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Dred and Harriet Scott in Minnesota

African Americans Dred Scott and Harriet Robinson Scott lived at Fort Snelling in the 1830s as enslaved people. Both the Northwest Ordinance (1787) and the Missouri Compromise (1820) prohibited slavery in the area, but slavery existed there even so. In the 1840s the Scotts sued for their freedom, arguing that having lived in “free territory” made them free. The 1857 Supreme Court decision that grew out of their suit moved the U.S. closer to civil war.

Black and white photograph of shoppers inside St. Paul's Credjafawn Co-op at 678 Rondo Avenue c.1950.

Credjafawn Co-op, St. Paul

Shoppers inside St. Paul's Credjafawn Co-op at 678 Rondo Avenue c.1950.

Convention of Colored Citizens program cover

Proceedings of the Convention of Colored Citizens of the State of Minnesota program, 1869. This program was presented at the first political convention black Minnesotans held after gaining the right to vote. The celebration held on January 1, 1869 in St. Paul also marked the creation of the Sons of Freedom, the first African American civil rights group in Minnesota.

Black Suffrage in Minnesota, 1868

From their state's admission to the Union until the mid-1860s, a majority of Minnesotans advocated the abolition of slavery in the South. Black suffrage, however, did not enjoy the same support. Minnesota's black citizens paid taxes, fought in wars, and fostered their communities. But they could not vote, hold political office, or serve on juries. This continued until 1868 when an amendment to the state's constitution approved suffrage for all non-white men.

Thompson, James (c.1799–1884)

James Thompson was born into a life of slavery in Virginia around 1799. He overcame the hardships of that life to work as a capable English-Dakota interpreter for Methodist missionary Alfred Brunson. After winning his freedom in the 1830s he became a respected citizen of the city of St. Paul known for his accomplishments more than his skin color.

Black and white image of headline from the St. Paul Pioneer Press regarding the near-lynching of Houston Osborne, June 3, 1895.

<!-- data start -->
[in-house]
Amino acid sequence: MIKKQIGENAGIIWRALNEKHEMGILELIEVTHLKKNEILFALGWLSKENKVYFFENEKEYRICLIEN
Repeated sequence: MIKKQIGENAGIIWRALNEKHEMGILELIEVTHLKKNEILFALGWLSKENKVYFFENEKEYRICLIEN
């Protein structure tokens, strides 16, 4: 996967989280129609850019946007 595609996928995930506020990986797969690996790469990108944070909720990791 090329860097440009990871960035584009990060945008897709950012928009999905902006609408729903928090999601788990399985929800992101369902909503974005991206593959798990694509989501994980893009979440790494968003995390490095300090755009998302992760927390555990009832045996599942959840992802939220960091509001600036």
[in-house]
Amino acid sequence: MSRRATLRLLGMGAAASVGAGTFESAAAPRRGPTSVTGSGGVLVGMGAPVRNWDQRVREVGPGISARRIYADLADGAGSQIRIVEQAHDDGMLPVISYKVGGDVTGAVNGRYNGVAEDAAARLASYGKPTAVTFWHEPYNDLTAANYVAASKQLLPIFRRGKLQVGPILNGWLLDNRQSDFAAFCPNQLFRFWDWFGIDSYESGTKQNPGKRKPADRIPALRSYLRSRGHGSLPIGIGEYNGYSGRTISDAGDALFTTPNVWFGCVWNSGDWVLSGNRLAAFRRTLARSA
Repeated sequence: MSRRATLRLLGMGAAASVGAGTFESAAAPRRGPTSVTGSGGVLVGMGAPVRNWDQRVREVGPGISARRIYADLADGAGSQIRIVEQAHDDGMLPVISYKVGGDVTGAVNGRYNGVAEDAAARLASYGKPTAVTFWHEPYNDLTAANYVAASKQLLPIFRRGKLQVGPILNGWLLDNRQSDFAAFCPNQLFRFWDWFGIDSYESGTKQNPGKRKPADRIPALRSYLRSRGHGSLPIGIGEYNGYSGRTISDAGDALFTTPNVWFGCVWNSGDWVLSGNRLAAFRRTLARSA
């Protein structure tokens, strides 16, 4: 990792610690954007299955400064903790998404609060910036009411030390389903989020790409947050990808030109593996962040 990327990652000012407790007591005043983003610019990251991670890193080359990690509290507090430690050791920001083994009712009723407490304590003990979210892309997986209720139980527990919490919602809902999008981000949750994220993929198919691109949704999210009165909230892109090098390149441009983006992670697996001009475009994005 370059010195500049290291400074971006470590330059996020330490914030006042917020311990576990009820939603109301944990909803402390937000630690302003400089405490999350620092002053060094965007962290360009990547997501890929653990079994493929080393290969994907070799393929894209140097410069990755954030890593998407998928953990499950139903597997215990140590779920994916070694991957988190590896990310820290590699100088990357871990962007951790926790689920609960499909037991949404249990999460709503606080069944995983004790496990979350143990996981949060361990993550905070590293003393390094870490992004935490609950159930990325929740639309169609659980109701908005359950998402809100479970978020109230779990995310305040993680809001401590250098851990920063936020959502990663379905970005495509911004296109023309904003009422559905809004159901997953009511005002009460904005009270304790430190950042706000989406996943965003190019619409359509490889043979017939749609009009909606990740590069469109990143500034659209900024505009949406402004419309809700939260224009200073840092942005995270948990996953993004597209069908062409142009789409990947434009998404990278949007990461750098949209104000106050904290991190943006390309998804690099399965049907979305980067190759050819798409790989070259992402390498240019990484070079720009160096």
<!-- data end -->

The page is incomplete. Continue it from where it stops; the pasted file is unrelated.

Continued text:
Houston Osborne newspaper headline

Headline and text of a news item published in the St. Paul Pioneer Press on June 3, 1895, describing Houston Osborne's near-lynching.

Black and white photograph of inmate believed to be Houston Osborne, c.1895.

Houston Osborne

Photograph identified as Phil Rice but likely of Houston Osborne, taken c.1895. Phil Rice and Houston Osborne were both clients of Fredrick McGhee; however, Phil Rice was white, so he is unlikely to be the man in this photograph. A photograph identified as Osborne from the same collection resembles a courtroom sketch of Rice, so it is possible the attributions were switched.
Image reproduced by permission of Minnesota State Archives.

Near-Lynching of Houston Osborne, 1895

In the early morning of June 2, 1895, Houston Osborne, a young African American man, broke into Frieda Kachel's bedroom in her St. Paul home. When Kachel screamed, Osborne ran; he was caught and hanged from a cottonwood tree but let down while he was still alive. He died in prison eighteen months later.

Black and white photograph of Booker T. Washington, c.1906.

Booker T. Washington

Booker T. Washington, c.1906. Washington was a highly influential, and often divisive, figure in the early twentieth century civil rights movement. He is famous for the "Atlanta Compromise," which endorsed separation of whites and blacks.

Black and white photograph of Ida B. Wells-Barnett, undated.

Ida B. Wells-Barnett

Ida B. Wells-Barnett, undated. Wells-Barnett was born a slave in Mississippi. She made her fame as a journalist in Memphis, where she began a long career of reporting on lynchings in the South and elsewhere.

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